MANILA (Reuters) – After taking a job in a hospital’s COVID-19 emergency room, Philippine doctor Jan Claire Dorado planned to move out of the family home to protect relatives from the risk of infection.
Jan Claire Dorado, 30, a doctor assigned to the coronavirus disease (COVID-19) Emergency Room of East Avenue Medical Center, bonds with her mother and cat from behind the small plastic window on her makeshift isolation room to protect her family from potential exposure to the coronavirus disease (COVID-19), in Quezon City, Metro Manila, Philippines, June 26, 2020. Picture taken June 26, 2020. REUTERS/Eloisa Lopez
But Dorado’s parents insisted the 30-year-old keep living at home, so her father constructed a makeshift isolation area in a storage room there.
Now, when she returns from work at one of the country’s main hospitals treating coronavirus patients, her dinner is placed outside the room’s door on a stool.
“The hardest part is being away from them. I miss them a lot,” said Dorado, who greets family members from behind a plastic window on a wall covered in foil.
Her parents are considered high-risk for COVID-19 because of preexisting conditions, and Dorado said she once painfully refused her mother’s request for a hug.
Hundreds of Philippine medical workers have been infected by the coronavirus and more than 30 have died.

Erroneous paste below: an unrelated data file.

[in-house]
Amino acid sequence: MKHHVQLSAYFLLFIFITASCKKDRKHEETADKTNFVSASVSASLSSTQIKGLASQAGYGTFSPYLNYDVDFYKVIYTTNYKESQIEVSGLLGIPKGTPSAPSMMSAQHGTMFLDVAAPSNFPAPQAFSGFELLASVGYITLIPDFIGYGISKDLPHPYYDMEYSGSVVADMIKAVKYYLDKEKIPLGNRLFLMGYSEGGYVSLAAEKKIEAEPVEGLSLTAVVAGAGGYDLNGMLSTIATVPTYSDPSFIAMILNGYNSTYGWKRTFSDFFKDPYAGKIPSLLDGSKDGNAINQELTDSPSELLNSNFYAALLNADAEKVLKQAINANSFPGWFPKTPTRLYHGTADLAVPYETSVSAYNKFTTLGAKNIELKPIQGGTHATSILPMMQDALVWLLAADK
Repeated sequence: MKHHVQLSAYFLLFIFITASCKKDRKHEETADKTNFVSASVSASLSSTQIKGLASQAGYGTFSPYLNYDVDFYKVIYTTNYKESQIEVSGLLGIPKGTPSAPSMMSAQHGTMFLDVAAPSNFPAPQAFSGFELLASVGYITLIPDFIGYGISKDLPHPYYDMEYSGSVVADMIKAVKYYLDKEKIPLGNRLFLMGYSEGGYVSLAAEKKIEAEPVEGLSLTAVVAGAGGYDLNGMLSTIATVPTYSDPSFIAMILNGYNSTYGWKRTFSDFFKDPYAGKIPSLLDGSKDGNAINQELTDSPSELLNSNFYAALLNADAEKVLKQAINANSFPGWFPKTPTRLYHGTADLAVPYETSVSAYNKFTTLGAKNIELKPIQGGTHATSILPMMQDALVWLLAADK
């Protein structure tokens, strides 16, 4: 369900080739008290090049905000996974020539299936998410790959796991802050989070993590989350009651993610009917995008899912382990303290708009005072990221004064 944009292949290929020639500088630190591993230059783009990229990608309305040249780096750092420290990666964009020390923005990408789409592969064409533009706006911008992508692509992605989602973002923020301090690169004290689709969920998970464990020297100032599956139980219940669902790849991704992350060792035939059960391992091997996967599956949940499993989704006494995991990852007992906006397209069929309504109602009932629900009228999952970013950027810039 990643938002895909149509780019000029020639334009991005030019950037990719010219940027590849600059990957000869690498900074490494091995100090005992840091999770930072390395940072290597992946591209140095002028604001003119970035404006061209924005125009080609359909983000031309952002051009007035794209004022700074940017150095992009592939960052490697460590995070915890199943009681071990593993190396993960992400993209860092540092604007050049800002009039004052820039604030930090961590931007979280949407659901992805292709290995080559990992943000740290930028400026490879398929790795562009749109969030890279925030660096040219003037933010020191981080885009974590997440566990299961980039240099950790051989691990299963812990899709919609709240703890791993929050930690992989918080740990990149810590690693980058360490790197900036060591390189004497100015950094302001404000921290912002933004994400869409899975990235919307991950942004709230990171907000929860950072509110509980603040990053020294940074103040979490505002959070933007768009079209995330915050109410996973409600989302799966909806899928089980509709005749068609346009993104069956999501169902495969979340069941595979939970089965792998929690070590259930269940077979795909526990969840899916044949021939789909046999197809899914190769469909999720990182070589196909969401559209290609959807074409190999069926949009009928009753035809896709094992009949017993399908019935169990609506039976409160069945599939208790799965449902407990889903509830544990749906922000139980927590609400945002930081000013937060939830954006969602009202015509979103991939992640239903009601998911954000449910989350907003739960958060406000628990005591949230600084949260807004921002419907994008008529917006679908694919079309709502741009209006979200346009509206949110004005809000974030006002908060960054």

Safekeeping loved ones is also a high priority for paediatrician Mica Bastillo, even as she confronts COVID-19 head on.
The 38-year-old took on a new role at a children’s hospital in another part of Manila after it became a COVID-19 referral facility in April.
“My family thought about asking me to resign, but anywhere I go I would still have to face COVID,” she said.
With her father and sister battling medical conditions, the family built a makeshift tent next to their home for Bastillo, which they dubbed a “quarantent”.
Made out of plastic sheets to keep out the rain, it allows Bastillo to be with her family at a safe distance.
“My mother put the curtains and the table cloth to make it look like home… And my brother added the plastic sheet. It was a real family effort,” said Bastillo, who still joins her family for nightly prayers seated beside the front door wearing a mask.
Additional reporting by Neil Jerome Morales; Writing by Ed Davies. Editing by Gerry Doyle